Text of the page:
Sound macroeconomic policies and favourable external conditions have enabled Iceland’s economy to emerge stronger from a decade of post-crisis management. Yet the impact on growth from a drop in tourist arrivals and seafood exports underlines the need for reforms to open up and diversify the economy and improve its resiliency to sectoral shocks, according to the latest OECD Economic Survey of Iceland.
The Survey, presented in Reykjavik by OECD Secretary-General Angel Gurría alongside Finance Minister Bjarni Benediktsson and Minister of Education, Science and Culture Lilja Dogg Alfredsdottir, takes stock of Iceland’s progress on improving fiscal and monetary policy, reducing debt and building up financial buffers. Today Iceland enjoys sustainable public finances, high employment and one of the lowest levels of income inequality of OECD countries.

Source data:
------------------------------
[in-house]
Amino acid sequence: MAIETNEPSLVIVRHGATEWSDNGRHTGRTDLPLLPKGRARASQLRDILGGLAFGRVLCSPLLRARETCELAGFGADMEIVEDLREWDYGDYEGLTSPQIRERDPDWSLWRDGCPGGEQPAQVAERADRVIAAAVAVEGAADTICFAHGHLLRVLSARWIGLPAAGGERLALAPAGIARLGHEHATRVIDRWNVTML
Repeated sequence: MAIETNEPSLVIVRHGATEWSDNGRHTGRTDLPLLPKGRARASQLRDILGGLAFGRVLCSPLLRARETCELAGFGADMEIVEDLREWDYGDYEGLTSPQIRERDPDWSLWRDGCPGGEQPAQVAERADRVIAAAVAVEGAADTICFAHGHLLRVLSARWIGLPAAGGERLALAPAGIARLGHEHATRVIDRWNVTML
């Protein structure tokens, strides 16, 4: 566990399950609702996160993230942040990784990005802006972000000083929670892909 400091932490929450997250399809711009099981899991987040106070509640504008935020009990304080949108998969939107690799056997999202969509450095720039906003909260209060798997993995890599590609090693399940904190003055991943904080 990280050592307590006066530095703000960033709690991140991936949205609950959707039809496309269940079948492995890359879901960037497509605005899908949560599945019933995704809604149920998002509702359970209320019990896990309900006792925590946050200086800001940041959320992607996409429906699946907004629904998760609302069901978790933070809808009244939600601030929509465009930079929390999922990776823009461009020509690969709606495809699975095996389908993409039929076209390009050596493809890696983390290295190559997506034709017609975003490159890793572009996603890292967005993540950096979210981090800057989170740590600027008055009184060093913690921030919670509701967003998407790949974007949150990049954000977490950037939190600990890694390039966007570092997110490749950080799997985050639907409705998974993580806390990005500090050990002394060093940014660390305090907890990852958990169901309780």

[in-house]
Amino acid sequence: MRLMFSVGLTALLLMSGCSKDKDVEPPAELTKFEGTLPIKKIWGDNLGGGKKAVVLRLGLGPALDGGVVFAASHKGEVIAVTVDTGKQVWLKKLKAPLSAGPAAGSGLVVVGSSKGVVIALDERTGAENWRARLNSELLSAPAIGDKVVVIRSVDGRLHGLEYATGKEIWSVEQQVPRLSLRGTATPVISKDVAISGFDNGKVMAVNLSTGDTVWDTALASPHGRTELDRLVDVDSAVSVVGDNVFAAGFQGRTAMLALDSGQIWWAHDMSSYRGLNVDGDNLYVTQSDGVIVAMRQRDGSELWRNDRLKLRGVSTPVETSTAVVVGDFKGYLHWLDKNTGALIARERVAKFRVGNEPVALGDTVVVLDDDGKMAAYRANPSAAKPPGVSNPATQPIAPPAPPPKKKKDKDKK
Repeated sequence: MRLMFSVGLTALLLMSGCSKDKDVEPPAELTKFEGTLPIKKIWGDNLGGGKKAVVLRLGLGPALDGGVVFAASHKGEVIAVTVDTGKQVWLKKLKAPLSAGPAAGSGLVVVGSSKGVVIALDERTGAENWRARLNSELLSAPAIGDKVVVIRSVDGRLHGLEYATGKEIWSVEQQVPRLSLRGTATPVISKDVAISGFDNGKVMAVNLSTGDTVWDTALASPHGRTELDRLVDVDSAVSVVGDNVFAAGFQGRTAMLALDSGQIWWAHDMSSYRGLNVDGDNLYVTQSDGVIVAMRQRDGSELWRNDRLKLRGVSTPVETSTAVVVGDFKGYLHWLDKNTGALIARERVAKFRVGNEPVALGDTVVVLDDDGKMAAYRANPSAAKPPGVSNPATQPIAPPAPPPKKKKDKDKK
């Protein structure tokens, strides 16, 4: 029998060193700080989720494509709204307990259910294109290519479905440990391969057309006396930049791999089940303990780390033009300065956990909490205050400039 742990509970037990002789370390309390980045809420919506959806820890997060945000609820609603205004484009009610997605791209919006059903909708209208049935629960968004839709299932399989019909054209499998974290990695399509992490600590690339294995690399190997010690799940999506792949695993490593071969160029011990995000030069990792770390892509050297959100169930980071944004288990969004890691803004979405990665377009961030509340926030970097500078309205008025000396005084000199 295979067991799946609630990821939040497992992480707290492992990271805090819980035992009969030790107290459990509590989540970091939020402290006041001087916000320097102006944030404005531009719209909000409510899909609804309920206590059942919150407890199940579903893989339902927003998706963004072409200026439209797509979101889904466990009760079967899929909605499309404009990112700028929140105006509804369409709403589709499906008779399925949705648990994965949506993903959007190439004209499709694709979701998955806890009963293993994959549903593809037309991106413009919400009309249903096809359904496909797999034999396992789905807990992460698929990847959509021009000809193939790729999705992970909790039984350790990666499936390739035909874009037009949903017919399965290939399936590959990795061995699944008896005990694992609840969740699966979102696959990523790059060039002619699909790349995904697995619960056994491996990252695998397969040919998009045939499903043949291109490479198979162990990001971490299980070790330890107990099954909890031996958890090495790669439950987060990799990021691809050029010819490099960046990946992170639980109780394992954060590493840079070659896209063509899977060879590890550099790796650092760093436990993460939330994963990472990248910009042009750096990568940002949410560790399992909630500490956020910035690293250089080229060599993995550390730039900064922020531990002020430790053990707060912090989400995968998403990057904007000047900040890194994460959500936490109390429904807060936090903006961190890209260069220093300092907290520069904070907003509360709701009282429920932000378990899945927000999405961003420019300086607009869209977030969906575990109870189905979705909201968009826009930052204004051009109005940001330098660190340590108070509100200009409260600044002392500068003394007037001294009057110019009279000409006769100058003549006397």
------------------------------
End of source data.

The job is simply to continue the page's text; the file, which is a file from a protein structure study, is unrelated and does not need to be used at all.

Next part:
A lack of structural reform has left Iceland heavily dependent on volatile sectors however. Tourism ballooned over the past decade, overtaking aluminium and fishing to account for 40% of export income and 10% of GDP, but has stalled since the insolvency of a low-cost Icelandic airline. Seafood exports are also down. After several years above 3%, the OECD projects Iceland’s GDP growth will drop to 0.2% in 2019 before rebounding to 2.2% in 2020.
“Iceland’s resurgence since the financial crisis to reach some of the highest living standards of OECD countries has been remarkable. It is a beautiful example of how a robust economy can co-exist with an egalitarian society,” said Mr Gurría. “However this slowdown shows that now is the time to go structural and to further open up the economy. Iceland should focus on reducing regulatory red tape and restrictions on foreign investment.”
Among Iceland’s structural challenges, competitiveness is declining as wages rise faster than productivity. The competitive edge gained after the 2008 crisis has vanished. Foreign direct investment is low, due in part to a high regulatory burden.